May 6, 2024

Kentucky Enacts New Comprehensive Data Privacy Act

Written By

Dana Howard
Member, Stoll Keenon Ogden PLLC

On April 4, 2024, Governor Andy Beshear signed into law the Kentucky Consumer Data Protection Act (the KCDPA). Currently, fifteen other states have also enacted a comprehensive privacy law. Like other comprehensive privacy laws, the KCDPA primarily (1) establishes certain rights of Kentucky consumers with respect to personal data; and (2) establishes obligations for businesses that control and process the personal data of Kentucky consumers. Additionally, the KCDPA sets forth requirements for privacy notices, vendor contracts, and impact assessments.

Most provisions of the law are set to take effect on January 1, 2026, allowing businesses time to prepare for compliance with the new requirements. Below is a summary of what Kentucky businesses need to know about the KCDPA.

Which Businesses Are Subject to the KCDPA?

Generally speaking, the KCDPA applies to businesses that process the personal data of a certain requisite number of Kentucky residents. Specifically, companies or individuals that conduct business in Kentucky or produce products or services targeted to Kentucky residents may be subject to the requirements of the KCDPA if (1) the business controls or processes the personal data of 100,000 consumers who are Kentucky residents; or (2) the business controls or processes the personal data of 25,000 consumers who are Kentucky residents and also earns 50% of its gross revenues from the sale of personal data. For purposes of the KCDPA, “personal data” is defined broadly as “information that is linked or reasonably linkable to an identified or identifiable natural person.” Personal data may include information such as physical addresses, geolocation data, phone numbers, biometric data, or information regarding a consumer’s interaction with an internet website application. Personal data does not include deidentified data so long as the information remains deidentified. The KCDPA defines “processing” as the “collection, use, storage, disclosure, analyses, deletion, or modification of personal data.”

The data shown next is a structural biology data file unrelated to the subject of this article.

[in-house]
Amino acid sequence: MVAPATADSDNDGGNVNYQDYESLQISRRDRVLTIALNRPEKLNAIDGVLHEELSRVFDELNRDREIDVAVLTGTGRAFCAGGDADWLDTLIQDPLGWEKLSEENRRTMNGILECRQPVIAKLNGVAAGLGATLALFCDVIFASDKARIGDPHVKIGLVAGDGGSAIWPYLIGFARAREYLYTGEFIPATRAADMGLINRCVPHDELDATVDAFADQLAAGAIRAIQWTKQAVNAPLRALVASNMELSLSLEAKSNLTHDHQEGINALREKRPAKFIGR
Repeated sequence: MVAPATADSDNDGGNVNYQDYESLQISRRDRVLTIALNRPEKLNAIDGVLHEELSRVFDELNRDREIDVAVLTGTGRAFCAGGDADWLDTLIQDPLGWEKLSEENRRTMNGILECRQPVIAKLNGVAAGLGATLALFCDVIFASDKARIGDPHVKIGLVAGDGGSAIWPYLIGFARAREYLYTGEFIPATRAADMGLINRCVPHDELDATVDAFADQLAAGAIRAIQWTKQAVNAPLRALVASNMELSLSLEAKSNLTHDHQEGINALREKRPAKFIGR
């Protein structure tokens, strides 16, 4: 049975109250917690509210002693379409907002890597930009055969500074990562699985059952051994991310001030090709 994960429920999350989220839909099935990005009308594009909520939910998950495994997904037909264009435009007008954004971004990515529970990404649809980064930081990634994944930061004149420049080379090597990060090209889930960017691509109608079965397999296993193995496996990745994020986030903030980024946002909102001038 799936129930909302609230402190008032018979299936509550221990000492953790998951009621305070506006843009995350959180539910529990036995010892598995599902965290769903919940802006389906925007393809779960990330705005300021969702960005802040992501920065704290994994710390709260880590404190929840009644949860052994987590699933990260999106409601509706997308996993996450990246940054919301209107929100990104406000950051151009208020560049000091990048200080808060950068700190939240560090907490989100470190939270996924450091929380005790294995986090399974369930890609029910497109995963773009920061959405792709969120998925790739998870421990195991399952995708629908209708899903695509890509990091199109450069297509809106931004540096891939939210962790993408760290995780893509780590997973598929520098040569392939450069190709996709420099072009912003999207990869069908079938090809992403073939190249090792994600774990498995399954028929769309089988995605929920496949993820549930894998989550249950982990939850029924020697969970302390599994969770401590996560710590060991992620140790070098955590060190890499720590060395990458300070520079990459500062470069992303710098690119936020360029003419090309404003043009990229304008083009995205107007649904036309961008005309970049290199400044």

The KCDPA expressly exempts certain businesses and types of information from its requirements, however. Among those exemptions include businesses and/or information that are already subject to compliance requirements under other federal privacy laws, including the following: